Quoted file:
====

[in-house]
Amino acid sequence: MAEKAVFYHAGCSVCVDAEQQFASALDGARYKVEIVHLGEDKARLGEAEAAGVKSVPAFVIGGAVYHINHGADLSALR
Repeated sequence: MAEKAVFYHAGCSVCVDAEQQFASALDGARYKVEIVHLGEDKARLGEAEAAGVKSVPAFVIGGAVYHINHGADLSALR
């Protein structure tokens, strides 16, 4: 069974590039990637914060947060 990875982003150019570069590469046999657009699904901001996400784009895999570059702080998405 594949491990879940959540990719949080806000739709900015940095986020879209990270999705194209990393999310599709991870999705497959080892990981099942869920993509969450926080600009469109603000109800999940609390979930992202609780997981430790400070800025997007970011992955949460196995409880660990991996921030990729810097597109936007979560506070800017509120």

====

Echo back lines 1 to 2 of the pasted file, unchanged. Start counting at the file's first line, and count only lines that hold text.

[in-house]
Amino acid sequence: MAEKAVFYHAGCSVCVDAEQQFASALDGARYKVEIVHLGEDKARLGEAEAAGVKSVPAFVIGGAVYHINHGADLSALR